Most businesses recognize that machine learning can generate exceptional value but many still wonder how, in what specific areas, and if the time is right to integrate it within their data strategy. Today, we explore what questions you should be asking to know if machine learning is right for your business.
First off, is the time right for machine learning? Or is it a buzzword and marketing-driven tech bubble?
The time is now and here is why.
Look at all the signals out there:
- Advancements in computational power: increased performance in microelectronics are enabling businesses to process more data. With more and more of them switching out their CPUs for GPUs, time-consuming processes (like neural net training) have seen a significant increase in speed. Market leaders like Nvidia, Google, and Microsoft are even working on hardware specifically used for machine learning.
- The cost of storage: according to research site Statistic Brain, costs have dropped from $105,000/Gig in 1985 to $0.03/Gig in 2014. More storage for your dollar means more businesses are keeping and recording data without worrying about space.
- The rise of data: ScienceDaily wrote in 2013: “A full 90 percent of all the data in the world has been generated over the last two years”. Today, we can expect that percentage to be higher. With that much data at hand, potential machine learning applications become countless.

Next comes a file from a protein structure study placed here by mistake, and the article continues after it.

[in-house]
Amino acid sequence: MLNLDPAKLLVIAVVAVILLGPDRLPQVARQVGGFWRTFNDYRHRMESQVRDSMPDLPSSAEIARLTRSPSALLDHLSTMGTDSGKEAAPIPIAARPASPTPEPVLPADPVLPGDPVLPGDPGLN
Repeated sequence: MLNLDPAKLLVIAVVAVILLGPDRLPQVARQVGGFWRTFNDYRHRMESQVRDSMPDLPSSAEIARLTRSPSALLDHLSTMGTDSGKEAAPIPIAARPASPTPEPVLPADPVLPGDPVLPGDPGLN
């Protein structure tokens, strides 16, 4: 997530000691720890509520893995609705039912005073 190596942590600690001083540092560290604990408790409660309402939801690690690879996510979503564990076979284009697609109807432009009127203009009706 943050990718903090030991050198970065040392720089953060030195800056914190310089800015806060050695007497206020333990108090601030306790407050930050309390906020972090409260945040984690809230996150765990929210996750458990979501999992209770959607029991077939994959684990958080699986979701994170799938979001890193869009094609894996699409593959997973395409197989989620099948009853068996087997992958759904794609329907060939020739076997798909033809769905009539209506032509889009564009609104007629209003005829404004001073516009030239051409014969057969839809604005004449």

- Market size and growth: marketsandmarkets.com’s latest report states that “the artificial intelligence (AI) market is expected to be worth USD 16.06 Billion by 2022, growing at a CAGR (compound annual growth rate) of 62.9% from 2016 to 2022”. If you know about a market segment that exceeds the estimated CAGR for AI, please email me. I would be curious to find out.
- M&A Activity in Artificial Intelligence Up 7x Since 2011 is a sign of increased competition holding clear value propositions within the market.
- It’s everywhere: “Ten years ago, we struggled to find 10 machine learning based business applications. Now we struggle to find 10 that don’t use it.” as stated by Gartner’s research vice president, Alexander Linden.
- Machine learning isn’t new: Its origins date back to the 50s. Bernard Marr provides a nice overview of the machine learning timeline in his article: A Short History of Machine Learning — Every Manager Should Read.